Where is Everyone Going?

The Chicago Tribune Magazine

There has been a remarkable turn of events in the city that Nelson Algren once described as so audacious that it dared to “roll boulevards down out of pig-wallows and roll its dark river uphill.” If promises are kept and plans met, within 10 years all 82 public housing high-rises for families will be gone, having fallen to the wrecking ball. Erase the slate and start anew. Already, 29 high- rises have been razed, and plans are in place to build new homes, some allotted for those displaced, others selling—at least in one gentrifying community–for upwards of $400,000. Rich and poor living side by side. One longtime housing advocate, referring to the scope of the plan, told me, “It takes your breath away.”

While public housing across the country is coming down, nothing remotely approaches the scale of what’s happening in Chicago. It’s the equivalent of tearing down a city with the population of Des Moines; at its peak 10 years ago, the Chicago Housing Authority housed 200,000 people. It is presented as a grand gesture to right past wrongs. For four decades, these high-rises and walk-ups have stood as cinderblock metaphors for our disregard for–some might say outright hostility toward—the poor.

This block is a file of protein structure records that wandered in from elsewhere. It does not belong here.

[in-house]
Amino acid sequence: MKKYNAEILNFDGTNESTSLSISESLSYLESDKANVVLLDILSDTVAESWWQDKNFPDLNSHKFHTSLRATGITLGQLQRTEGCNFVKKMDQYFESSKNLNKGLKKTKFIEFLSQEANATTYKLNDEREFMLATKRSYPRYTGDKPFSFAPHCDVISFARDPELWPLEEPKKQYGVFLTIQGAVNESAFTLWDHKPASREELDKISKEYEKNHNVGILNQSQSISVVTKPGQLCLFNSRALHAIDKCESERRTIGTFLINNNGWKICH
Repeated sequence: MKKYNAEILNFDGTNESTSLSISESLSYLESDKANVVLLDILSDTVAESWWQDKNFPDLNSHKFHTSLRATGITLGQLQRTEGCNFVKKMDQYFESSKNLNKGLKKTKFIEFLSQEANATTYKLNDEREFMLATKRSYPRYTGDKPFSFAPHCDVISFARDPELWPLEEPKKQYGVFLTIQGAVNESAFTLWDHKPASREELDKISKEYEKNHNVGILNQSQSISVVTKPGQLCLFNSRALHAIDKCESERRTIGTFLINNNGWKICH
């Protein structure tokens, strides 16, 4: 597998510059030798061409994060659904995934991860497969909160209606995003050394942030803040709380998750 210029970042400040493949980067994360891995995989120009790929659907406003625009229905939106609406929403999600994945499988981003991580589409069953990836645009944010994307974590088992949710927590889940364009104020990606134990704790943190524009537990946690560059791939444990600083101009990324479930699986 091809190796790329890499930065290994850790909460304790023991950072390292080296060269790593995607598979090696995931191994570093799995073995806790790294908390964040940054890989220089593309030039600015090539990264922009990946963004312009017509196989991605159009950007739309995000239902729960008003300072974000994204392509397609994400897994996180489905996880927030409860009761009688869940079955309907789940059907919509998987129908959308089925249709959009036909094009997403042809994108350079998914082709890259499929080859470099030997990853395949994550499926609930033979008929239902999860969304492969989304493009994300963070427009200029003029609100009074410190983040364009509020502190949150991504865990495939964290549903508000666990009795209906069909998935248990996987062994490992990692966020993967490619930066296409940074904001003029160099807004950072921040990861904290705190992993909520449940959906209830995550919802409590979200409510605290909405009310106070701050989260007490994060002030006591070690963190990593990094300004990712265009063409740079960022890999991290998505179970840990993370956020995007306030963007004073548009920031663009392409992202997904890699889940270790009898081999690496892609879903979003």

Andrew Cuomo, who as President Bill Clinton’s secretary of housing and urban development helped secure a $1.5 billion commitment for the plan, sees it as one of the highlights of his administration. “It is one of the things I’m most proud of,” he said. “We’re going to learn from the mistakes of the past. We’re going to do better…. When you put people in an institutional setting, don’t be surprised if they respond as if they’re in an institution…. Treat them with respect and dignity, and they’ll respond in kind.”

The transformation plan, as it has come to be named, calls for private developers, different ones at each complex, to build a mixture of low-income and market-rate housing. In the end, the city says it will provide housing for the 15,000 families and 10,000 seniors living in CHA property as of October 1999. The seniors’ buildings will be renovated; the families will be given the choice of moving into one of the planned 15,000 new or renovated homes, or taking a voucher for use in the private market.